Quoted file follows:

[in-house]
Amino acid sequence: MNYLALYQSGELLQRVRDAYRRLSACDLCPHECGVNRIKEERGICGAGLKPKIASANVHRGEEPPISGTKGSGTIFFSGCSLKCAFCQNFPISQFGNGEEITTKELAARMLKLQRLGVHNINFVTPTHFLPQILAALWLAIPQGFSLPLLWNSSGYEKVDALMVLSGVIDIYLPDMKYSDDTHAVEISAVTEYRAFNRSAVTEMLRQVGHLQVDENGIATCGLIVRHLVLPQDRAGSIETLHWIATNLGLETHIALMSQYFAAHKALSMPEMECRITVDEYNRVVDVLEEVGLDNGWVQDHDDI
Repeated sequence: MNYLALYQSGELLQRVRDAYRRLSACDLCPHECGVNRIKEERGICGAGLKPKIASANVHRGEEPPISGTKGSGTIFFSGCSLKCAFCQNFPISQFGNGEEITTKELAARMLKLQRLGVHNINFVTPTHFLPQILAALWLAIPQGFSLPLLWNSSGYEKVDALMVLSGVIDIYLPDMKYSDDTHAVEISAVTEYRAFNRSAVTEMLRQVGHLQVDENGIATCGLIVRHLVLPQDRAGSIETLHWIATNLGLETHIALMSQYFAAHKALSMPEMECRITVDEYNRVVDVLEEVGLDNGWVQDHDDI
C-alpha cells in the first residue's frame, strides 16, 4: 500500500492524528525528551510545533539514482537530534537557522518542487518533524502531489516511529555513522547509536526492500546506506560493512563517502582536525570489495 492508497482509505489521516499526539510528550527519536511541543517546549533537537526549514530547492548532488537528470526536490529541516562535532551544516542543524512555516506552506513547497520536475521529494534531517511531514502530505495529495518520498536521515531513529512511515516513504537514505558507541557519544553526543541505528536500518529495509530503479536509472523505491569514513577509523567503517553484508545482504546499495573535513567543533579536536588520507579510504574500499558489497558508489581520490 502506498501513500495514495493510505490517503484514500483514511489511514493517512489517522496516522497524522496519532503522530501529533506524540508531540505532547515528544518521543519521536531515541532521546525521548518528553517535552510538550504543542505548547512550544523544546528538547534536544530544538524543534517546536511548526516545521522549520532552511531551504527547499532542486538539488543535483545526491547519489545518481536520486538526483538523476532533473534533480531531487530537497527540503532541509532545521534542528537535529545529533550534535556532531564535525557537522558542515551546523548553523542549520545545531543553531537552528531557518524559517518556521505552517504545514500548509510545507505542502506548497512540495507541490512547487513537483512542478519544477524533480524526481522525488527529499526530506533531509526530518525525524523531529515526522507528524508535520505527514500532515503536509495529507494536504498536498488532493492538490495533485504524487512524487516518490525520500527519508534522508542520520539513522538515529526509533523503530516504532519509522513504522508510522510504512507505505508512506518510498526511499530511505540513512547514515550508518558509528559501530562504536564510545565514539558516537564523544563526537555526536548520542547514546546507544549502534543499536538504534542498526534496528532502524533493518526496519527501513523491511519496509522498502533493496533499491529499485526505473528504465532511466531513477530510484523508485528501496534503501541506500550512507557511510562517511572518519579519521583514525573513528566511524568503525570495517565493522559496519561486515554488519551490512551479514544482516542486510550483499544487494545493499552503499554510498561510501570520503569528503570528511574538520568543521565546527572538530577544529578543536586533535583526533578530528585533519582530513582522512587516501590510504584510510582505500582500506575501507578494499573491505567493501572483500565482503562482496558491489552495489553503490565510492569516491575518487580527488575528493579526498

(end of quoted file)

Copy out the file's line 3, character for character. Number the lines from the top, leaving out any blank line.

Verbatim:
Repeated sequence: MNYLALYQSGELLQRVRDAYRRLSACDLCPHECGVNRIKEERGICGAGLKPKIASANVHRGEEPPISGTKGSGTIFFSGCSLKCAFCQNFPISQFGNGEEITTKELAARMLKLQRLGVHNINFVTPTHFLPQILAALWLAIPQGFSLPLLWNSSGYEKVDALMVLSGVIDIYLPDMKYSDDTHAVEISAVTEYRAFNRSAVTEMLRQVGHLQVDENGIATCGLIVRHLVLPQDRAGSIETLHWIATNLGLETHIALMSQYFAAHKALSMPEMECRITVDEYNRVVDVLEEVGLDNGWVQDHDDI